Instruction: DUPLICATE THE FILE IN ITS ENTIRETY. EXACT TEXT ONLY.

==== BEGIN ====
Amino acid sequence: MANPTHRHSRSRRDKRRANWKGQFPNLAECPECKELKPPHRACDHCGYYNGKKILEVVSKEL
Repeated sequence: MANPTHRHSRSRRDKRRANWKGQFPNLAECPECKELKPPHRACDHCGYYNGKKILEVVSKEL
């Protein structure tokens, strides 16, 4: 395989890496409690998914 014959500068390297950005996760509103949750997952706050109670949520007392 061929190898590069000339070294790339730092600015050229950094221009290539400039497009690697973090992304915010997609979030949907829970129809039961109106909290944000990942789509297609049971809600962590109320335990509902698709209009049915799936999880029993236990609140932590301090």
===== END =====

Amino acid sequence: MANPTHRHSRSRRDKRRANWKGQFPNLAECPECKELKPPHRACDHCGYYNGKKILEVVSKEL
Repeated sequence: MANPTHRHSRSRRDKRRANWKGQFPNLAECPECKELKPPHRACDHCGYYNGKKILEVVSKEL
């Protein structure tokens, strides 16, 4: 395989890496409690998914 014959500068390297950005996760509103949750997952706050109670949520007392 061929190898590069000339070294790339730092600015050229950094221009290539400039497009690697973090992304915010997609979030949907829970129809039961109106909290944000990942789509297609049971809600962590109320335990509902698709209009049915799936999880029993236990609140932590301090």